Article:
The year is 2060. The world is dark and gloomy. There’s a technological depression and even worse, there’s been a murder and the killer is at large.
That’s the premise of a new video game, Flint and BURT: Astro City Homicide, developed by 12 Brock University students who have taken the game from conception to finished product in just seven months. The PC game, which follows a detective and his sidekick robot, will debut on Wednesday, April 20 with a launch at the Red Hot Chili Pepper in downtown St. Catharines.
The talent of the student game developers in Brock’s Interactive Arts and Science (IASC) program shows that Niagara has enough talent to be a future new media hub, said Prof. Bill Ralph, who taught the 4F00 course that resulted in the game.
“The fact that they have the game functioning at this level in this short amount of time is amazing,” Ralph said. “Every person, every speck of colour, and every texture was created by the students. If you see a raindrop, somebody made that raindrop.”
The students came up with the dark, futuristic concept. The scenes include outdoor rainstorms and a lavish apartment looking out over a nighttime cityscape. Drama students, professors and members of the team did the voices. The students, who call themselves Little Room Games, are the second group to graduate from IASC’s digital media program.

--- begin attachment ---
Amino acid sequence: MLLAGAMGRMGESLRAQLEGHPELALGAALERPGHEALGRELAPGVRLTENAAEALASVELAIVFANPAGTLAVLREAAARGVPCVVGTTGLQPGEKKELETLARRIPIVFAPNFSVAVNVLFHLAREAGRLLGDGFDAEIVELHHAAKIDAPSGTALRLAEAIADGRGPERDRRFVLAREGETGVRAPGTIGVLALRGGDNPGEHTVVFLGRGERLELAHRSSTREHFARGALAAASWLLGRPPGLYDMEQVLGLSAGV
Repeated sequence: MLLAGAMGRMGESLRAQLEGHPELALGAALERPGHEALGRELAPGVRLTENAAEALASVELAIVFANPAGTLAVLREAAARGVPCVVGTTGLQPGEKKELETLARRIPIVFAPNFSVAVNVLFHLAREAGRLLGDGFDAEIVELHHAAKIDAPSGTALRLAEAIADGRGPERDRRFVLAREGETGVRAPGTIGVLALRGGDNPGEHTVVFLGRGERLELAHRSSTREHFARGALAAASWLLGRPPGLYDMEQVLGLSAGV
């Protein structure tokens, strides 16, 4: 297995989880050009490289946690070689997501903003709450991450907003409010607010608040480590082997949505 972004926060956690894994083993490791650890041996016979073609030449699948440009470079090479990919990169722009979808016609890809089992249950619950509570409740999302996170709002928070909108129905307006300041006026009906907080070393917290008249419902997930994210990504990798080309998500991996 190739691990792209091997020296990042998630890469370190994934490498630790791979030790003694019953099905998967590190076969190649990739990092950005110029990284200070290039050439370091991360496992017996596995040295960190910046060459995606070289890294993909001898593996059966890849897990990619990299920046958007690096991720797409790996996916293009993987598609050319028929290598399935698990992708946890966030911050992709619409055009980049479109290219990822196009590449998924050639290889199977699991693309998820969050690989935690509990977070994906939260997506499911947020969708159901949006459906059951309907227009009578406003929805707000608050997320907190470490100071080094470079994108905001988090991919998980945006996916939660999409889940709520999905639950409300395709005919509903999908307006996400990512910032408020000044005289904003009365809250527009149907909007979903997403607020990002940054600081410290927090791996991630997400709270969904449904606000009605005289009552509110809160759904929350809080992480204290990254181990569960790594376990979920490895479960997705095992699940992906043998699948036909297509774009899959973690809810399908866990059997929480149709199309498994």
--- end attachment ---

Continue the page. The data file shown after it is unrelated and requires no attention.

The game gives the students a portfolio piece as they pursue careers in video game development.
“It gives us a chance to use what’s in the industry right now, and we can show potential employers what we’ve done,” said student game designer Cory Sherman.
Another group of students in the IASC 3F00 course debuted their game Psychosis with a downtown St. Catharines launch on April 15.
Psychosis takes the player on a maze-like journey through the mind of a woman who has just suffered an earthquake. The group of 16 students has also put in hundreds of hours since September.
Psychosis will help students embark on future careers in the gaming industry, said Jessica Trunk, who co-managed the project with fellow third-year student Andrew Greenizan.
“Getting into game design is not an easy path by any stretch of the imagination,” she said. “If we can get experience at school, then we definitely have a huge jump on the competition.”
The presentation of Flint and BURT will be from 5 to 7 p.m. at 1 St. Paul St.